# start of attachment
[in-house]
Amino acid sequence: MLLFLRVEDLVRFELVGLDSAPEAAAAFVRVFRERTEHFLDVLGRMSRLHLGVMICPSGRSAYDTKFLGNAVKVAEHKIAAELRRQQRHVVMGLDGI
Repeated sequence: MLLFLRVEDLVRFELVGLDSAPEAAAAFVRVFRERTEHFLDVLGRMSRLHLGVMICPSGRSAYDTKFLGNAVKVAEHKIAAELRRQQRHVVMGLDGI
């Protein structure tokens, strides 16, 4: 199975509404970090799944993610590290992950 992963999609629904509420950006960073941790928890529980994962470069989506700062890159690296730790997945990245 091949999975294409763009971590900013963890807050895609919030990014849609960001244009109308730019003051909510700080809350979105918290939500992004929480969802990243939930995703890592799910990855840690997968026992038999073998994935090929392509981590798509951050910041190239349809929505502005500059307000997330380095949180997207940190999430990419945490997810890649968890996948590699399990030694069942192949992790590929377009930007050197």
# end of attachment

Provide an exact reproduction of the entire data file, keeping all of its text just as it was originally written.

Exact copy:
[in-house]
Amino acid sequence: MLLFLRVEDLVRFELVGLDSAPEAAAAFVRVFRERTEHFLDVLGRMSRLHLGVMICPSGRSAYDTKFLGNAVKVAEHKIAAELRRQQRHVVMGLDGI
Repeated sequence: MLLFLRVEDLVRFELVGLDSAPEAAAAFVRVFRERTEHFLDVLGRMSRLHLGVMICPSGRSAYDTKFLGNAVKVAEHKIAAELRRQQRHVVMGLDGI
């Protein structure tokens, strides 16, 4: 199975509404970090799944993610590290992950 992963999609629904509420950006960073941790928890529980994962470069989506700062890159690296730790997945990245 091949999975294409763009971590900013963890807050895609919030990014849609960001244009109308730019003051909510700080809350979105918290939500992004929480969802990243939930995703890592799910990855840690997968026992038999073998994935090929392509981590798509951050910041190239349809929505502005500059307000997330380095949180997207940190999430990419945490997810890649968890996948590699399990030694069942192949992790590929377009930007050197």